Shop Hayward this weekend, get a gift bag

From the “better late than never” file, if you are planning on having a spendy weekend, do it in Hayward. There are some kickbacks:

The first 100 shoppers who spend a total of $100 or more at Hayward retailers or restaurants from Monday, 15th to Sunday, August 21st can claim a free sports pack of gifts consisting of a Back to School Hayward sports pack along with two free movie tickets to the Cinemark Theatre in Downtown Hayward, a $10 Gift Certificate from Southland Mall, a $5 Gift Certificate from Bijou in Downtown Hayward, and a $5 Gift Certificate from Shark Shack, in addition to some other gifts.

Click here for more information.



Million Father March on first day of school

Hayward Unified is asking parents, guardians and just about anyone involved in a child’s life to accompany them to class on the first day of school, which is Tuesday for those not on the year round schedule. It’s part of the Million Father March, which organizer Black Star Project expects will see that number of people take place this year in 700 cities across the nation. According to Trustee William McGee, Hayward is the only city in the area he knows of that is taking part in the effort this year, although he said they plan to do some brainstorming and hopefully get Alameda County and the Tri-City area involved next year.


STAR results are out, some gains made

The Standardized Testing and Reporting results came out today, find our overview story here with links to data. While Hayward as a district remains considerably below both the state and Alameda County averages for proficiency in math and reading, both areas did see some progress. For English, 40.7 percent of kids tested proficient, compared with 39 percent in 2010 and 36.4 percent in 2009. In math, 37.3 percent tested proficient this year, compared with 35 percent last year and 32 percent in 2009.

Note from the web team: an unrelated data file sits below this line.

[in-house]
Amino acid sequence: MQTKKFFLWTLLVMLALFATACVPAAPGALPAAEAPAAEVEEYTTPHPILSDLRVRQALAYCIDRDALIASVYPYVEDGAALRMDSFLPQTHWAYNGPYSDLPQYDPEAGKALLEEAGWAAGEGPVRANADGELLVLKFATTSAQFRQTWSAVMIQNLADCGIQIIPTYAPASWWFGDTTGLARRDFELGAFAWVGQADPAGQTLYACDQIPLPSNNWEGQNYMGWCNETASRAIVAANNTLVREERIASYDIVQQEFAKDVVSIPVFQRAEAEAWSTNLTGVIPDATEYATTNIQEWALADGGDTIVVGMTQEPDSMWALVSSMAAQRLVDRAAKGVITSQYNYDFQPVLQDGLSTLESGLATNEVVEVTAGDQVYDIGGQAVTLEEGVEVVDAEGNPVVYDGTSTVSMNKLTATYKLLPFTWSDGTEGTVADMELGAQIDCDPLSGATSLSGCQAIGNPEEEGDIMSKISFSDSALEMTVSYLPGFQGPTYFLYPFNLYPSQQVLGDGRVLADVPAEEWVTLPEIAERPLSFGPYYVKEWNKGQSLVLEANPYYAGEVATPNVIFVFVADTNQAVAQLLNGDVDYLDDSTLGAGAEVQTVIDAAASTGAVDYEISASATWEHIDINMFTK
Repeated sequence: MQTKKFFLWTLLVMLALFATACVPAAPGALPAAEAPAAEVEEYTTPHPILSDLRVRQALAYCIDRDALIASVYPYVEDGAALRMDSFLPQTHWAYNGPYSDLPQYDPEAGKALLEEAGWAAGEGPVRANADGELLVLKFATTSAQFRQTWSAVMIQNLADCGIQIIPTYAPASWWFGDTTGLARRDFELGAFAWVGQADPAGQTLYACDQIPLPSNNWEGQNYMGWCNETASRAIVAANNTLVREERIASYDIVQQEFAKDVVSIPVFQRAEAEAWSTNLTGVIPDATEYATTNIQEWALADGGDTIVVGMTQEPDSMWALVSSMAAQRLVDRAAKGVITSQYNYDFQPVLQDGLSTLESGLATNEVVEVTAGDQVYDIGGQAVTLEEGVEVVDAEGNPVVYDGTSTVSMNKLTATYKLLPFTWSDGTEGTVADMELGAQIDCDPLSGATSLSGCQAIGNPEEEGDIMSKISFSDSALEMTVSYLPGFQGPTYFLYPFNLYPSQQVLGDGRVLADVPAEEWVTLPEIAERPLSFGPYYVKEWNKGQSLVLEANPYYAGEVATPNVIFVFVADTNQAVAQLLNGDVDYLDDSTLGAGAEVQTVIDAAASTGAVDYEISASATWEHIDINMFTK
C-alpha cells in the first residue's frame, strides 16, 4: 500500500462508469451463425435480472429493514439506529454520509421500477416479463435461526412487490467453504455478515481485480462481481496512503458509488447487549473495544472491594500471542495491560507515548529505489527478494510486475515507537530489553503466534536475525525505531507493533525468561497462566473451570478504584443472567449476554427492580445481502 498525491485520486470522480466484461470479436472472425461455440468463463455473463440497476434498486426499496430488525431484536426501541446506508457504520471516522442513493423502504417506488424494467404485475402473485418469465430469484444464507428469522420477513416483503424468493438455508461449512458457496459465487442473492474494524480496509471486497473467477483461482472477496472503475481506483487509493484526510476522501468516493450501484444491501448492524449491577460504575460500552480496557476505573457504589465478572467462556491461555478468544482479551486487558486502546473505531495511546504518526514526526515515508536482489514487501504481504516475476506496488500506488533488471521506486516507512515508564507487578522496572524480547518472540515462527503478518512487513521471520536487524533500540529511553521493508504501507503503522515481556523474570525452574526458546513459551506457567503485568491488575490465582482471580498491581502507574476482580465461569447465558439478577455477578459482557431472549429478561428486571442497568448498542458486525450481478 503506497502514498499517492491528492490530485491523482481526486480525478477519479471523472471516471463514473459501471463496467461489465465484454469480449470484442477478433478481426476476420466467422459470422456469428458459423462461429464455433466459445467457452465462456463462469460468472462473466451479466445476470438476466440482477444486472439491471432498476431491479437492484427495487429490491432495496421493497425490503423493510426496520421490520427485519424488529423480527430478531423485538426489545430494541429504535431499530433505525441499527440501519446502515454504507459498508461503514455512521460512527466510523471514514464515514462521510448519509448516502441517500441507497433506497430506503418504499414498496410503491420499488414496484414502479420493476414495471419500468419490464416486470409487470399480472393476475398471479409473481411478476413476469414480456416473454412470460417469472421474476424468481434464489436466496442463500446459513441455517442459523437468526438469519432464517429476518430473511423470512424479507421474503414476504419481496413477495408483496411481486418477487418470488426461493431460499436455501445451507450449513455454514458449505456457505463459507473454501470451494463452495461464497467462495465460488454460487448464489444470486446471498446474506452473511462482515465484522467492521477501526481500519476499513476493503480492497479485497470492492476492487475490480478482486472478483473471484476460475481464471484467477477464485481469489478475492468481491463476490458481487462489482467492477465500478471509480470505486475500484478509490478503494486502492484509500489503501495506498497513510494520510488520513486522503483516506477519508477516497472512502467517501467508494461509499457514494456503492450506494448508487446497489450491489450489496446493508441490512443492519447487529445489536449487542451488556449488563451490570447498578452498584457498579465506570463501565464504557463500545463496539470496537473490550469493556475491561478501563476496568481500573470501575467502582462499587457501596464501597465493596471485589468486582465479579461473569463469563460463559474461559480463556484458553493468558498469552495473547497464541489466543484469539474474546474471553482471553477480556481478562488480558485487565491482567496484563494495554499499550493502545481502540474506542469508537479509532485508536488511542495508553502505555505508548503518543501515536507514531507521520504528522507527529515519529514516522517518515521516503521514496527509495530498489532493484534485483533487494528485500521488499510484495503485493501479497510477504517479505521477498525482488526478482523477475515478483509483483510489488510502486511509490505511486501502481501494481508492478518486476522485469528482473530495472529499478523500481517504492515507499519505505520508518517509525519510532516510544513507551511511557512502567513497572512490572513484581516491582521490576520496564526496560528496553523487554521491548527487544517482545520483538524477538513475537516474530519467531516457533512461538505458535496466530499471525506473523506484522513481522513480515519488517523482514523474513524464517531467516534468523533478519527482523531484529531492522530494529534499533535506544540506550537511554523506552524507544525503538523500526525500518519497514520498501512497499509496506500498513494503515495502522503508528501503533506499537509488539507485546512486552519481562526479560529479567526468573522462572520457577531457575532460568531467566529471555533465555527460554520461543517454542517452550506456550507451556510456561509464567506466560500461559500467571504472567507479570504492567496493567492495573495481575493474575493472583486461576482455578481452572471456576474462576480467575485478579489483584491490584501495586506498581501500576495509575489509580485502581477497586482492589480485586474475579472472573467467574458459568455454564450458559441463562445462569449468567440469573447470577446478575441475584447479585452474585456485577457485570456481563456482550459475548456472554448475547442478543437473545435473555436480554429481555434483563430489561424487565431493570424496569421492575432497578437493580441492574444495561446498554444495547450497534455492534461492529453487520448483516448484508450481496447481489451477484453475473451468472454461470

Quick comparisons: San Leandro came in at 46 percent proficient in English, 36.4 percent in math, with about a 1.5 percentage point gain in each. San Lorenzo had 42.9 percent proficient in English, 36.9 percent in math, both down by a fraction of a percent from last year. Castro Valley had 73.6 percent proficient in English, up from 70.6 percent, and 65.5 percent proficient in math, up one percentage point.

Some individual Hayward schools had impressive results, as you can see on this chart.

“We are particularly pleased with the results at Longwood, Harder and Burbank,” wrote Leticia Salinas, a director of academic affairs with the district, in an email.  ”Under state and HUSD board guidelines, these schools put in reform efforts that had phenomenal gains.  We are so pleased with the work that Longwood, Burbank, and Harder have accomplished.  These schools  worked  with a focus on collaboration as a school community and targeted professional development in the areas of standards and assessment.   For example, in English Language Arts at grade 2, the percent proficient/advanced increased 23%  at Burbank , 16% at Harder and 15% at Longwood at 2nd grade.  The teachers, students, principals, and parents accomplished so much!”